9. What was the hardest part about training?
The hardest part about training is when you are really tired having been at work all day and finding that last bit of motivation to get you to the gym and taking the motivation to take you through the session. It was always important for me to remind myself why I was training and what I wanted to achieve at the end of it, to remain focused and see improvements, by that I mean being able to lift more and noticing small but positive changes in my body. Knowing that you want to lift more but that fear of failure, of not being able to achieve extra weight or another rep
10. How did you cope with the fear of standing on stage in front of hundreds of people?
The more I became confident that I could achieve this goal, I realised that I had to conquer my next fear of standing in front of people in a bikini and letting my body do the talking. I decided that if I could put myself in “work mode” as a manager with authority who is used to presenting in front of large audiences, then this would help me…and it did. I believe that everyone finds their own way of coping with their fears and this is what worked for me; it does help when people tell you your looking good!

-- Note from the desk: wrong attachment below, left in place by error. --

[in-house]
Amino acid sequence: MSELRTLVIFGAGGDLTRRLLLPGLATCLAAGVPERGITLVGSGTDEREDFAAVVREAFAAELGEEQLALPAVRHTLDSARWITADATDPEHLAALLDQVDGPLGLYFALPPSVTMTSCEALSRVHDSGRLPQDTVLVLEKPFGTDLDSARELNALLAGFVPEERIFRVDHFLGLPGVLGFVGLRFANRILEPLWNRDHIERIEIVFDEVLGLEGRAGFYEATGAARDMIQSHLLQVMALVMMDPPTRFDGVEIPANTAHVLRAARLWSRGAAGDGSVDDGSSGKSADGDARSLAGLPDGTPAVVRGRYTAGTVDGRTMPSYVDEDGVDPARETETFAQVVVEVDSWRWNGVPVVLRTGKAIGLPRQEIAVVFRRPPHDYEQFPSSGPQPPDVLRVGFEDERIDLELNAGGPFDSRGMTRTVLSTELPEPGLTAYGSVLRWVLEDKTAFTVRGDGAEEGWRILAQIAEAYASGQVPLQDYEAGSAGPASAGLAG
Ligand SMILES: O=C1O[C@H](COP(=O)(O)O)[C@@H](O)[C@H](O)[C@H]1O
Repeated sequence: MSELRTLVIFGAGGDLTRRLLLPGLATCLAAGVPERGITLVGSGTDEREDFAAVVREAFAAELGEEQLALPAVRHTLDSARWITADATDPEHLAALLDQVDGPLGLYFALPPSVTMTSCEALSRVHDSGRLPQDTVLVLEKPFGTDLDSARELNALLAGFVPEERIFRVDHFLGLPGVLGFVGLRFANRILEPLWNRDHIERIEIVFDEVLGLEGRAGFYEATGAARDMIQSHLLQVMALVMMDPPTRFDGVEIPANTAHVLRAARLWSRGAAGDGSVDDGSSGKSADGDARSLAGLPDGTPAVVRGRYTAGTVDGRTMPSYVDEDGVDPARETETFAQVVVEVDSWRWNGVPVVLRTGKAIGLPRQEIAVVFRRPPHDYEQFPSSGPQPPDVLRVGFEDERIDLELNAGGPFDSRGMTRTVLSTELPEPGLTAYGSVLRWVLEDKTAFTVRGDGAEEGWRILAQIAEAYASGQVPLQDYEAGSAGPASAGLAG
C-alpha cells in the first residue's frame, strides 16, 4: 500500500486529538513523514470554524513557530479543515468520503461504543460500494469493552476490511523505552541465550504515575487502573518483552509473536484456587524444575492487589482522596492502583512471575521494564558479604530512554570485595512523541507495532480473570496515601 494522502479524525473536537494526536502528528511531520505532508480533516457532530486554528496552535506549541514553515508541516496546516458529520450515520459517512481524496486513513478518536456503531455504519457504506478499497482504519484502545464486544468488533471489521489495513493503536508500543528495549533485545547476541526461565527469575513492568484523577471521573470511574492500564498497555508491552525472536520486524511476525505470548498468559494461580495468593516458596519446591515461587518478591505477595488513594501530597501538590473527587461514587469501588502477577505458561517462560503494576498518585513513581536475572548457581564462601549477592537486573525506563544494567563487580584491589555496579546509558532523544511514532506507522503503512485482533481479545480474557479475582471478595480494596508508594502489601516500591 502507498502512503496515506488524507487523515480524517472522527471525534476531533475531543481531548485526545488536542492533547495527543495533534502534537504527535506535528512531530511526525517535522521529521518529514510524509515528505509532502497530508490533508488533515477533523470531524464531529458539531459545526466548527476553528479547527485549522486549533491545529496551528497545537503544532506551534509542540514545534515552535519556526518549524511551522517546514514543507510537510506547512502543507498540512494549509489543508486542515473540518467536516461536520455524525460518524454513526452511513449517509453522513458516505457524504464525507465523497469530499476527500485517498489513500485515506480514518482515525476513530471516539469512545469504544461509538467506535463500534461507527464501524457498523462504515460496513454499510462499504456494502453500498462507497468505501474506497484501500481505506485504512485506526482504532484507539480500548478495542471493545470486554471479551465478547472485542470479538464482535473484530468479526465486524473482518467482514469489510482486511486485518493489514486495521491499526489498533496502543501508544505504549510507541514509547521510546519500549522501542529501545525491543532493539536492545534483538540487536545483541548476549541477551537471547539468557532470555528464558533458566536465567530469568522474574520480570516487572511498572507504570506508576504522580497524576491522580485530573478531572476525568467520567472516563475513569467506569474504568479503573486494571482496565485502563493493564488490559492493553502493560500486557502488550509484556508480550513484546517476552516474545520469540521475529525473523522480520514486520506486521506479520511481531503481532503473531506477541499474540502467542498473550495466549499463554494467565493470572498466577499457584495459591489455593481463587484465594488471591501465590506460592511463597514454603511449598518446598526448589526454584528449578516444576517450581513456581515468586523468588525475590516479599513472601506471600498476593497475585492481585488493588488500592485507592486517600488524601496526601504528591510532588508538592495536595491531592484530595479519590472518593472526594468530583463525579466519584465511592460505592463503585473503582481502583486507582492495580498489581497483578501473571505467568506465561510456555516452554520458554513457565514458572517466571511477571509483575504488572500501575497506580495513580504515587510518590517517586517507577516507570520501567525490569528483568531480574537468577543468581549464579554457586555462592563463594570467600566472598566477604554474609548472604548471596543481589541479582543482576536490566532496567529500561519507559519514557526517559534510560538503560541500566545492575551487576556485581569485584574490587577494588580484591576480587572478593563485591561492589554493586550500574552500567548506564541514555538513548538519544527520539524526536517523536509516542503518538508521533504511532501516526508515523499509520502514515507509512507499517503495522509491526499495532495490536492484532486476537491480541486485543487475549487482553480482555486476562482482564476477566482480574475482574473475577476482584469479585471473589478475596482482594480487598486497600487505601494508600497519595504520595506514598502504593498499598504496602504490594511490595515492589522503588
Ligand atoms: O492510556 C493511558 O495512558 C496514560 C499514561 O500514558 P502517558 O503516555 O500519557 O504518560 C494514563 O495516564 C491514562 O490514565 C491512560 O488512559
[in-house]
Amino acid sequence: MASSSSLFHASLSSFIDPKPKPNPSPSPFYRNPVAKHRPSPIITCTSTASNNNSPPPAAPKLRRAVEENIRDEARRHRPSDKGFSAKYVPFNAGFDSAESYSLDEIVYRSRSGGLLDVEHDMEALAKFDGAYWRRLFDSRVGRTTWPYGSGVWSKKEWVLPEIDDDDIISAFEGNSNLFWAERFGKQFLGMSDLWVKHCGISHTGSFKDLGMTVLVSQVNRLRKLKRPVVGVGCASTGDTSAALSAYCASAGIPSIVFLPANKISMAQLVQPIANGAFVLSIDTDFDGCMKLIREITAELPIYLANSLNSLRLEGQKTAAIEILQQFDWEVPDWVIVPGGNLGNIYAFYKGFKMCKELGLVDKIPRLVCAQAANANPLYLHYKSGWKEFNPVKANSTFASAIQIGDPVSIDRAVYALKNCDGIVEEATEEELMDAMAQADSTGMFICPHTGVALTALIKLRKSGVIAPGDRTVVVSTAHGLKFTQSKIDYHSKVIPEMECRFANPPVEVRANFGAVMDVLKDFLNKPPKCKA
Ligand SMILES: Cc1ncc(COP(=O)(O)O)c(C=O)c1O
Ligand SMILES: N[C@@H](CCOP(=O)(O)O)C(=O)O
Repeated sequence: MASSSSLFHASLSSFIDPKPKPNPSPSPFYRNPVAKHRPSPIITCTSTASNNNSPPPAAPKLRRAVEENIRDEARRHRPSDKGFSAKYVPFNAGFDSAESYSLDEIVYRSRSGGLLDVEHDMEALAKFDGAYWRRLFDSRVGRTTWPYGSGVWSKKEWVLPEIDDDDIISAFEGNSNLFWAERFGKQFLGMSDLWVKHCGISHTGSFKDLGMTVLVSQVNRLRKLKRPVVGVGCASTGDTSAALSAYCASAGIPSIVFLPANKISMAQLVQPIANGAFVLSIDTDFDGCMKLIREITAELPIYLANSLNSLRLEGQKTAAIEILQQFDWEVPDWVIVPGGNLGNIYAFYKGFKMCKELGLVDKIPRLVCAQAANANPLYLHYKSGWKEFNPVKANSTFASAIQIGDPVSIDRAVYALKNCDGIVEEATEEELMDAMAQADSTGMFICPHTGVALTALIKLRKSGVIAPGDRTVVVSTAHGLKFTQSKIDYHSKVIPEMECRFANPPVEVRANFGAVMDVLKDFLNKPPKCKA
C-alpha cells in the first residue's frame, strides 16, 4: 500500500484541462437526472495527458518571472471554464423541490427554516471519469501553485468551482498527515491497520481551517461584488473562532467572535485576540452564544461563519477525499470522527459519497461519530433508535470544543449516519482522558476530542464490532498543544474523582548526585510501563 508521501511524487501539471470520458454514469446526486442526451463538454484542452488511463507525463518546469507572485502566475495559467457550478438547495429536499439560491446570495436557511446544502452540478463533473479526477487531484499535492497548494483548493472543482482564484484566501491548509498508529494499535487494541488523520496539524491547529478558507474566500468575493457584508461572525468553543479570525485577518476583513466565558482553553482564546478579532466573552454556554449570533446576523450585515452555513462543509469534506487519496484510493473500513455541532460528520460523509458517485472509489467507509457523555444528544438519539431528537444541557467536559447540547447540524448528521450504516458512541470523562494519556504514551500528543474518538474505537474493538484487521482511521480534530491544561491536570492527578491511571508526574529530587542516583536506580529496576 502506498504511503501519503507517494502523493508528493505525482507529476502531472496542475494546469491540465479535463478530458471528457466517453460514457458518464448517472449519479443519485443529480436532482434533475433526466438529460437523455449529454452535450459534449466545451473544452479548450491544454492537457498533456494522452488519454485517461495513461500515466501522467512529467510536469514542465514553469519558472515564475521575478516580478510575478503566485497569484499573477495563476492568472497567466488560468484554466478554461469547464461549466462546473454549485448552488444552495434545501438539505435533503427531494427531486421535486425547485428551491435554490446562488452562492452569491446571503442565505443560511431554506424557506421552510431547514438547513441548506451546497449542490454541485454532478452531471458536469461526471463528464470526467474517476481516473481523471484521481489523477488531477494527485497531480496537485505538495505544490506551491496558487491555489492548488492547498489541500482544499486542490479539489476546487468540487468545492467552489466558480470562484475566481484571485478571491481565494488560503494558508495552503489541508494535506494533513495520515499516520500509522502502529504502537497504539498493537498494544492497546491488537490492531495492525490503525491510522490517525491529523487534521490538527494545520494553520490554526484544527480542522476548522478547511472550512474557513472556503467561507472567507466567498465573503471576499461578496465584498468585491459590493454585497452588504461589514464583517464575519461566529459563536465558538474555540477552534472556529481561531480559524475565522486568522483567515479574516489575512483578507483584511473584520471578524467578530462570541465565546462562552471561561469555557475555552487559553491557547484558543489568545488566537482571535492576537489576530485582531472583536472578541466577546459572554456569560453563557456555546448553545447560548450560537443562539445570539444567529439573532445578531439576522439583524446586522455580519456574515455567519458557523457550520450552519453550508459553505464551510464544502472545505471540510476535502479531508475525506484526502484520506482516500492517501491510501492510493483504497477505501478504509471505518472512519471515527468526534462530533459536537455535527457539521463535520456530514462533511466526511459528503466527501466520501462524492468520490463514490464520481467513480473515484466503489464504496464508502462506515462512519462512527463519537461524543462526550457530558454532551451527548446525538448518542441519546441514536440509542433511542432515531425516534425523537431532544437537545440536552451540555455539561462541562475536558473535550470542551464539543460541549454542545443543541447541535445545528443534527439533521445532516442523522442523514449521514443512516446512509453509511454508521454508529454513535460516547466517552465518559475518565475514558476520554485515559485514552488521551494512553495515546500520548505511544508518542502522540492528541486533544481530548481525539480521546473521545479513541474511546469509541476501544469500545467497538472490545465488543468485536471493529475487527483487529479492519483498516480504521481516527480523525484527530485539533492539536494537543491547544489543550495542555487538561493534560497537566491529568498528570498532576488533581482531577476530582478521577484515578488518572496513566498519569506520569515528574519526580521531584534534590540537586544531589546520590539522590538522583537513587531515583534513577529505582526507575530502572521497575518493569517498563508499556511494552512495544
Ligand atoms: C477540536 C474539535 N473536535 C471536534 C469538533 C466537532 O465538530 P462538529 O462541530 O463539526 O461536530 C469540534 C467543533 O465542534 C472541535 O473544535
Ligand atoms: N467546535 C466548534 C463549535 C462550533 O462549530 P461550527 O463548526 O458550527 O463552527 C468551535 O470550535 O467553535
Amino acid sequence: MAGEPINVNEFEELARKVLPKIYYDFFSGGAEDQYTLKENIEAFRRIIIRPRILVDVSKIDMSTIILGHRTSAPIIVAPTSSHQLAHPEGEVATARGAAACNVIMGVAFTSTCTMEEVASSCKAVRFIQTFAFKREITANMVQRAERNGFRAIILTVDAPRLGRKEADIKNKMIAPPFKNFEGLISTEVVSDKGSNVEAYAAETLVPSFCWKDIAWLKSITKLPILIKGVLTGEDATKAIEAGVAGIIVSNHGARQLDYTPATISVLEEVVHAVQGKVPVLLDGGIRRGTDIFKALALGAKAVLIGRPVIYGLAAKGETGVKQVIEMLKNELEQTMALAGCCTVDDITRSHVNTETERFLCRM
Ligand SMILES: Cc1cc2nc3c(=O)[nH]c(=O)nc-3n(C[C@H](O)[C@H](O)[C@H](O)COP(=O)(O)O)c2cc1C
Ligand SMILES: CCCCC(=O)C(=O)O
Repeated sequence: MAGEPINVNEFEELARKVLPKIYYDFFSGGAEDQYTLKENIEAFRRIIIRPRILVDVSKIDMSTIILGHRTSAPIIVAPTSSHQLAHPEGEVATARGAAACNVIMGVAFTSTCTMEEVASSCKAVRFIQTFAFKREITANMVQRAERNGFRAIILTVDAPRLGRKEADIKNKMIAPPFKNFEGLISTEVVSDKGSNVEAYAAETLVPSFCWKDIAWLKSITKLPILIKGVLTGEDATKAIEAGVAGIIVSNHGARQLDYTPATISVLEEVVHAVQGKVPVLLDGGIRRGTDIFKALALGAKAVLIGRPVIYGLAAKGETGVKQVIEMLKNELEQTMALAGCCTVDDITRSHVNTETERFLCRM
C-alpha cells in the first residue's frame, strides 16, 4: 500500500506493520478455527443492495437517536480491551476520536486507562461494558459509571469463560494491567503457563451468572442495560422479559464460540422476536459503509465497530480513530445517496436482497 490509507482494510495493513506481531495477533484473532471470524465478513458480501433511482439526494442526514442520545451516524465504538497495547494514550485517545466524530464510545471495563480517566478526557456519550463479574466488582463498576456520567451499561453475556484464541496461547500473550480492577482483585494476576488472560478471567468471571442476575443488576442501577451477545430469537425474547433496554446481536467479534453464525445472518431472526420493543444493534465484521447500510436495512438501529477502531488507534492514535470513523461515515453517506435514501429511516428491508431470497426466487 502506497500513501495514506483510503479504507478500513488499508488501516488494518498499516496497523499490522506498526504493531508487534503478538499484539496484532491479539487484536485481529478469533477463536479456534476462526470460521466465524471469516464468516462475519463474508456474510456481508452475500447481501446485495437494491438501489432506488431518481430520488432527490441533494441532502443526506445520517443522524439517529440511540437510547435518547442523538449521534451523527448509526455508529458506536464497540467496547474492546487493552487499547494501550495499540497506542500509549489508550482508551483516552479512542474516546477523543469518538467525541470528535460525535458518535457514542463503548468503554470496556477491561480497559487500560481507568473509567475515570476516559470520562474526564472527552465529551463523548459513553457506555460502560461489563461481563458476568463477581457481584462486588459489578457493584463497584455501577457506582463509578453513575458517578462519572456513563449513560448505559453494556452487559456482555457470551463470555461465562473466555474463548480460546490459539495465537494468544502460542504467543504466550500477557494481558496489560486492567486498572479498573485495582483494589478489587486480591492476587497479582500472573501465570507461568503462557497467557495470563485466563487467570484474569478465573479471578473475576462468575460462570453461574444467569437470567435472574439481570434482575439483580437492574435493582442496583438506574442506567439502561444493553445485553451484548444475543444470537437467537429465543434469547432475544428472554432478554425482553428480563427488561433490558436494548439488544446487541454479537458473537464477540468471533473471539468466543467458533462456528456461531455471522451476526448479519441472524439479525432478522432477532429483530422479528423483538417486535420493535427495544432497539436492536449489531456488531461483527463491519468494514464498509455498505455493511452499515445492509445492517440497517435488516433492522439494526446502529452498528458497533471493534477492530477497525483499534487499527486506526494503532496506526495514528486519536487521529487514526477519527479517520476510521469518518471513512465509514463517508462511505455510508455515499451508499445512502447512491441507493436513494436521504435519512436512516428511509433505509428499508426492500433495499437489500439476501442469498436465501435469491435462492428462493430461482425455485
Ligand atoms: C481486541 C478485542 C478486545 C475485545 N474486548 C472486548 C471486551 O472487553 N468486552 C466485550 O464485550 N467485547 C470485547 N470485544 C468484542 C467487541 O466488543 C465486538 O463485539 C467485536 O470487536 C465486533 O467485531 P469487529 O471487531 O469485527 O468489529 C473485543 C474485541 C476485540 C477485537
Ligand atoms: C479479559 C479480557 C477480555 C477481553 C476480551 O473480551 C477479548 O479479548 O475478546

11. Posing plays a huge part as a figure athlete, how many hours do you think you spent posing?
I didn’t know anything about posing until I decided to take on this challenge. When I watched DVD’s and video footage, I thought there is no way I can do this! I can train all day, I can diet but I couldn’t pose. I sought advice from the BNBF (British National Body Federation) who taught me the compulsory poses and also told me that I would need to do a “T “walk, which sent me in a spin. I practiced for 5 or 10 minutes everyday and eventually got the confidence to start posing in the gym and then in front of people and eventually got in my bikini and did my “T” walk in the gym with a small “select” audience which was the most terrifying experience. I realised that once I could do this posing in a competition in front of people I didn’t know, wouldn’t be quite so daunting